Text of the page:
Benazir Bhutto was actually the first head of state in modern history to give birth while in office (in 1990). The opposition criticized her for “wanting it all.” In fact, she was also pregnant when contesting elections, and the president moved up the election date so it would coincide with her due date and prevent her from campaigning (-Maria Qazi, thanks for educating us!!) “Fearing her opposition would use her time giving birth to replace her, Ms [ahem, I think they mean Prime Minister!!] Bhutto travelled incognito to a hospital and swiftly underwent a Caesarean section. She then returned to her job before she could be overthrown.” ….and they say women can’t handle stress?

Magical realism and technology – Shilo Shiv Suleman; and my talented sister, Kaj

My very talented little sister shared this lovely whimsical TED talk with me:

Her manner of speaking somehow just reminds me to look at things positively, with the eyes of a child discovering new wonders of the world. We could all use a little more of that, no? Apparently, Shilo also has done some pretty cool art in Ahmedabad.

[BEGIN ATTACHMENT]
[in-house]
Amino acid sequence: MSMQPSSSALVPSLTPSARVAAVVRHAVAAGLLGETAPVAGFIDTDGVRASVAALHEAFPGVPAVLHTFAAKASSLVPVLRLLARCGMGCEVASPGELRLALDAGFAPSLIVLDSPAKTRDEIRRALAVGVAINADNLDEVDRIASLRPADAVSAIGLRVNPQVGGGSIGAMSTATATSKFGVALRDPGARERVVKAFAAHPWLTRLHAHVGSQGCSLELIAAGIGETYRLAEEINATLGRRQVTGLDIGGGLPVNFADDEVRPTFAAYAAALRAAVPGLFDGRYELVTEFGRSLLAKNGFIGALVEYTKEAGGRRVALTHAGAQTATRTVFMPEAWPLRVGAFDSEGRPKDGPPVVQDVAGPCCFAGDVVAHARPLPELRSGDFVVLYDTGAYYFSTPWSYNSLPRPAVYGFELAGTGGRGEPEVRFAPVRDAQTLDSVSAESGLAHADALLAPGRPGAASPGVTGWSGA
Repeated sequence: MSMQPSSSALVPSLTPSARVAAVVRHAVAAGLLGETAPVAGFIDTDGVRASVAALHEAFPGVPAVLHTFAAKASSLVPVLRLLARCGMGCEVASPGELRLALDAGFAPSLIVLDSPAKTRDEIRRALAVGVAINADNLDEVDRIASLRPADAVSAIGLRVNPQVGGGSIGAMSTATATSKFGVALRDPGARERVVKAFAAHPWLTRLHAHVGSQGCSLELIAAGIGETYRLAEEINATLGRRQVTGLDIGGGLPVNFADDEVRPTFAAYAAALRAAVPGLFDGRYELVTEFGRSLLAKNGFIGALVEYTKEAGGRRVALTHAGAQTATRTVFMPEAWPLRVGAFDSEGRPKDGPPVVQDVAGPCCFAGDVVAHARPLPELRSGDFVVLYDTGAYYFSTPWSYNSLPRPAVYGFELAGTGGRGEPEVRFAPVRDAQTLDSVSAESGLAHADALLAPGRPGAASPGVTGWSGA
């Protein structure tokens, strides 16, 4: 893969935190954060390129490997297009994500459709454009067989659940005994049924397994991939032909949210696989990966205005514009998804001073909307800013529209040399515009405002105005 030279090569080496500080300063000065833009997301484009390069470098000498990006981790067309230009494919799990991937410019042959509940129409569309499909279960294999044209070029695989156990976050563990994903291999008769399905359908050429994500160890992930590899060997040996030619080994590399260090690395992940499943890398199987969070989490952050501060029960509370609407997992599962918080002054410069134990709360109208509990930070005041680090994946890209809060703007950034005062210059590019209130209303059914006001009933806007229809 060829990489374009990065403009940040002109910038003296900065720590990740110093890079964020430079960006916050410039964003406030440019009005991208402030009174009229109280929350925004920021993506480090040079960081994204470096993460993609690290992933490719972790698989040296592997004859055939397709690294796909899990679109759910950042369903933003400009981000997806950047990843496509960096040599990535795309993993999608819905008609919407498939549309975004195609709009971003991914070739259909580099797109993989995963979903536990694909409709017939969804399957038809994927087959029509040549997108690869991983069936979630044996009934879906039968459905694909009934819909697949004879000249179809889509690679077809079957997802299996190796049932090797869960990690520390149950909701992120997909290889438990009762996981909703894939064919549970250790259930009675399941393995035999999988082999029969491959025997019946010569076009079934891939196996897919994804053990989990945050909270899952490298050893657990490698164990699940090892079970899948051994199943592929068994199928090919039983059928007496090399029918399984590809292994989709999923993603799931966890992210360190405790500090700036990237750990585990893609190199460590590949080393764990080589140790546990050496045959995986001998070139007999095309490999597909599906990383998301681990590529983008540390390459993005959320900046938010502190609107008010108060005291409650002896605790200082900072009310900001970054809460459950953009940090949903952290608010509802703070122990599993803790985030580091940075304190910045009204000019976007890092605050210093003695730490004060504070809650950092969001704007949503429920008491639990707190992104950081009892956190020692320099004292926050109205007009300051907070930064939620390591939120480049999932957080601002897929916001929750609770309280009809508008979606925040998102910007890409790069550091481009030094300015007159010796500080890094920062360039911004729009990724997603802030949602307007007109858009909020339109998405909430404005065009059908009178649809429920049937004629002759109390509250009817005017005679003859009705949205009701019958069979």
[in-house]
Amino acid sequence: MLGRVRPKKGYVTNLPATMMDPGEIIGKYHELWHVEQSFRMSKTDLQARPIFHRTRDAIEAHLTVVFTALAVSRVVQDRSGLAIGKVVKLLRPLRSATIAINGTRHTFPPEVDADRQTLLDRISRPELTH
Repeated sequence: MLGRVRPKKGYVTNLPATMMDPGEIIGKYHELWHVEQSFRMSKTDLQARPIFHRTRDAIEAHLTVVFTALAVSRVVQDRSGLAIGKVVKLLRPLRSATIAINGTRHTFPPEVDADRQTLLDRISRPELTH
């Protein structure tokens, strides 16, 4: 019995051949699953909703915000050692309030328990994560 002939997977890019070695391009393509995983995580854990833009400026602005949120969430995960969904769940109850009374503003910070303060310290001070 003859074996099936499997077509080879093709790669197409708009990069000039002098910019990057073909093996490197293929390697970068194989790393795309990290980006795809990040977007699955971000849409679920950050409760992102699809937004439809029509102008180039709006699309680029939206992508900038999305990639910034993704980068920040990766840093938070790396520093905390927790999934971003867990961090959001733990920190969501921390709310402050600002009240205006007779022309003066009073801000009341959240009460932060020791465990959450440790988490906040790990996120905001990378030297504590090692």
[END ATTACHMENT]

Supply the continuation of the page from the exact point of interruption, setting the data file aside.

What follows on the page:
Now, some shameless bragging about my little sister – look at her bright and beautiful recent artwork! I’m l’m on the list to receive some, so quite excited about that.

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This one was made by my sister for our parents. She traced their faces so that the figures would resemble them – and it works! I get the uncanny feeling that they are looking back at me, though nothing about their clothing or features suggests it’s them!


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Kaj’s rendering of Mirabai and Krishna.



My sister is going to visit us in France in May – so we are going to be looking for a drawing class to take together! We would love to learn to draw the human form, and perhaps how to copy sculptures in museums. We are very excited to see each other after what will have been a year, and to spend time together doing something we love. Please send me suggestions for drawing classes if you have any…